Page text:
Let's Encrypt certificate renewal automation is super simple and almost automatic on Linux. Cerbot and plugins for applications pretty much take care of everything for you.
Not so on Windows. There are now several Windows Clients that will do the certificate requests (I'm using Crypt-LE https://github.com/do-know/Crypt-LE/releases ) including some that have basic renewal automation built in - but I need to do more. I have three services that rely on certificates (Nginx, hMailServer, and fTelnet) - all need to be restarted to pick up the new certificate. Additionally, fTelnet needs the certificate converted to .pfx format to work. Merely renewing is not enough.
PowerShell (and Windows Task Scheduler) to the rescue. You need to create a .ps1 powershell script file - first thing is to add the line to renew the cert, which is exactly like the command to generate the cert with --renew x (where x is number of days before expiration) on the end. Mine looks kind-of like this:
I'm picking up my existing account key and csr, telling it to put the challenge files on the webserver and setting up a log with the -log-config so that it doesn't just print to the screen what happens. Next I need to convert my new cert to pkcs12 format for fTelnet. I have OpenSSL installed to do that, I need to run a command like this:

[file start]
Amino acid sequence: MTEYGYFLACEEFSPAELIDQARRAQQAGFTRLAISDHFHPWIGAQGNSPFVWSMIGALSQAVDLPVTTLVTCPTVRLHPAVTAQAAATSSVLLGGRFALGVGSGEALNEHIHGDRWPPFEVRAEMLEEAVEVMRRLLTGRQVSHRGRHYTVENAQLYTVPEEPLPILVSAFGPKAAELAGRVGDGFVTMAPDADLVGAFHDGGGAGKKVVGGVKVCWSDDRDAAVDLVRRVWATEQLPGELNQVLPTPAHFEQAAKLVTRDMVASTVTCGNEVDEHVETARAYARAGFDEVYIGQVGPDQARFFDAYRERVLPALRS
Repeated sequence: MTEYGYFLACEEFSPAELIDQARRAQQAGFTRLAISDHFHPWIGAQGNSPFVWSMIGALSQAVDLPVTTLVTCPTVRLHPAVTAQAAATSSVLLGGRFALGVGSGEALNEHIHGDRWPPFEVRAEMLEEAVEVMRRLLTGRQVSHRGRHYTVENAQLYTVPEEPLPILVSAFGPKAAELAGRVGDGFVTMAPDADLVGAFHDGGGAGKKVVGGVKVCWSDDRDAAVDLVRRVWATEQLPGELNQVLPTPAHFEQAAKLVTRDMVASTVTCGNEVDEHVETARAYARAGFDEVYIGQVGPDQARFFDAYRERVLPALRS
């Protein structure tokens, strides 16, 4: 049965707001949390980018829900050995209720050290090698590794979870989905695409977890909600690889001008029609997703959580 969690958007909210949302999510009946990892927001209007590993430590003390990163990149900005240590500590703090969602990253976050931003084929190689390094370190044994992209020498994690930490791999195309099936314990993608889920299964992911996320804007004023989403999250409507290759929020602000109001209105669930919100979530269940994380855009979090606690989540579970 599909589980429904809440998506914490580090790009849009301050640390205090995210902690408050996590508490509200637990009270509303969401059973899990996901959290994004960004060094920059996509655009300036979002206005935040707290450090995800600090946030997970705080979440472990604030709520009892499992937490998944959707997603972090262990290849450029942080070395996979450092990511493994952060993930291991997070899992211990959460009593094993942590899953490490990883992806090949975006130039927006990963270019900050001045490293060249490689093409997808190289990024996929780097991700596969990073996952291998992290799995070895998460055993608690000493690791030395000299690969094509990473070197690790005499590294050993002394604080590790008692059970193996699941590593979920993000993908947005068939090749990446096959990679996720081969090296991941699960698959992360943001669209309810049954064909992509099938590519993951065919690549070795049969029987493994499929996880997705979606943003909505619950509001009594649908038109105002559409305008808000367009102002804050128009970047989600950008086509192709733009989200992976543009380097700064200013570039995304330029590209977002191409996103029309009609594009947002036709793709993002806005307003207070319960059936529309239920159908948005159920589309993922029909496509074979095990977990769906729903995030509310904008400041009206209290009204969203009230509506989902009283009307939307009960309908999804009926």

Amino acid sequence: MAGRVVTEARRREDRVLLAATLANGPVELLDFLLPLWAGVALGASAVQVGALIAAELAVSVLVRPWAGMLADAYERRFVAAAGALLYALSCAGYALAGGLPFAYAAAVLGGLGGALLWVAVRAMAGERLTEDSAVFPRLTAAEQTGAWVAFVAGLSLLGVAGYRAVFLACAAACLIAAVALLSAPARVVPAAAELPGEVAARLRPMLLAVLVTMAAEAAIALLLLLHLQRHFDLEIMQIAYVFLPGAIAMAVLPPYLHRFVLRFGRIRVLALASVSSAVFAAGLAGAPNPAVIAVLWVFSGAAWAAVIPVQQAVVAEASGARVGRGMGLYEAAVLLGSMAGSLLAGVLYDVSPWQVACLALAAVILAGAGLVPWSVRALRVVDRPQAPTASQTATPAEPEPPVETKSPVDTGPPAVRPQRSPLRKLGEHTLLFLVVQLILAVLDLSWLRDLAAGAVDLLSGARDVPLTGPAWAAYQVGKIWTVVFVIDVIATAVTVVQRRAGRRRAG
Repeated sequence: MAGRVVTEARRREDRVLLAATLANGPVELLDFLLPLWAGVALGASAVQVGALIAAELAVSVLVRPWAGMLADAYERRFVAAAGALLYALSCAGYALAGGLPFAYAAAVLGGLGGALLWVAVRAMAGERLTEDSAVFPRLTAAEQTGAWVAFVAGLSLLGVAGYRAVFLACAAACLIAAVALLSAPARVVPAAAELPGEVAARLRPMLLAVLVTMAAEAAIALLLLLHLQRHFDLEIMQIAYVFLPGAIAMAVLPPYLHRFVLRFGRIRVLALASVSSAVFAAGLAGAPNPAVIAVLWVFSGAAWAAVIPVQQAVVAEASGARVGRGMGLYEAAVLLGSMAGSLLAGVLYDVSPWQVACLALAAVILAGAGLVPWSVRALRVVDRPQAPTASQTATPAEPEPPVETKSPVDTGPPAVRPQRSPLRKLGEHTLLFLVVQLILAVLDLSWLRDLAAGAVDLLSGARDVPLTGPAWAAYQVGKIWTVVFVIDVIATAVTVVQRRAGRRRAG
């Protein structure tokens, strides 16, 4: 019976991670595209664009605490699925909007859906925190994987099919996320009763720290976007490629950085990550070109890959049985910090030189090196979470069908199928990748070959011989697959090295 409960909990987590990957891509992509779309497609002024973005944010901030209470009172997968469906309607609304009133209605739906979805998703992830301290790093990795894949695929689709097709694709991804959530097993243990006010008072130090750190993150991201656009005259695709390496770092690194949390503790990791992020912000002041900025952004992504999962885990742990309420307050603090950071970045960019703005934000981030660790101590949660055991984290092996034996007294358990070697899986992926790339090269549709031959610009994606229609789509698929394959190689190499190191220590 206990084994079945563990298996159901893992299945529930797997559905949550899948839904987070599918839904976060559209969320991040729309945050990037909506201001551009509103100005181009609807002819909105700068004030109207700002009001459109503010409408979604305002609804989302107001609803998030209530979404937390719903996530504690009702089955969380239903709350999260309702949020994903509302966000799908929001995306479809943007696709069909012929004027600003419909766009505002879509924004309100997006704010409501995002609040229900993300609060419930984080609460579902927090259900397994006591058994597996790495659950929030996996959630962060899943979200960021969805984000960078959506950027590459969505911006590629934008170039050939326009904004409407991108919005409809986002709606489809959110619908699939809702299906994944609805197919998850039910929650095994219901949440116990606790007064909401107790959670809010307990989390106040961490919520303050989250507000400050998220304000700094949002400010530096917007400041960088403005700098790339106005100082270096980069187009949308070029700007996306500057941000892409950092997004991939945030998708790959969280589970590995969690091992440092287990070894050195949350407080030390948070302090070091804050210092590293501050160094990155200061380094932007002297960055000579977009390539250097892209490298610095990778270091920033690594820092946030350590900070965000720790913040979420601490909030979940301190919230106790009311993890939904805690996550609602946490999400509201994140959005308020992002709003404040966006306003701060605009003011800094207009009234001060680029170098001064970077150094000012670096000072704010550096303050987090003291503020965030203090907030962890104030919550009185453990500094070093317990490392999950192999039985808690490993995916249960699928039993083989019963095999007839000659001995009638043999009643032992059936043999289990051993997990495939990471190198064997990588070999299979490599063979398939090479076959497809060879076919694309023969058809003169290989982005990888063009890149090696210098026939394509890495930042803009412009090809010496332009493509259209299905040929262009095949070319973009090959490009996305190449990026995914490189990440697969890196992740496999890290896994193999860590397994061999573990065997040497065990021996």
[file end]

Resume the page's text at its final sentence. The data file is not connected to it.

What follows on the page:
It picks up my new cert and key and converts it to .pfx file with the password of mypassword
Now we need to restart services. Powershell can do that, so I have a command like this for Nginx, hMailServer and fTelnetProxy in there:
I'm restarting my service and appending my log from Crypt-Le with the status. Now that we have a script we save it to a file named something like "renewcert.ps1". From PowerShell, you can run your script make sure it is working the way that you want and your log file looks the way you want (note I specified in PowerShell to write to the log file in utf8 format, because this is what Crypt-Le is using and I'm appending to the same file).
Next we just need to schedule our new PowerShell Script to run periodically with Task Scheduler:
Under Actions we want to run PowerShell:
And we want to add an argument to run our new (non-signed) script:
You also need to tick the box on the General tab to run with the highest privileges in order to have admin privileges to reset your services.
For the Trigger, you can schedule your script run every night or every week - but it's going to restart your services whether or not you have a new Cert. It's possible to restart them conditionally on a new certificate being issued, but that's another layer of complexity I didn't get into because I don't mind periodically restarting these services.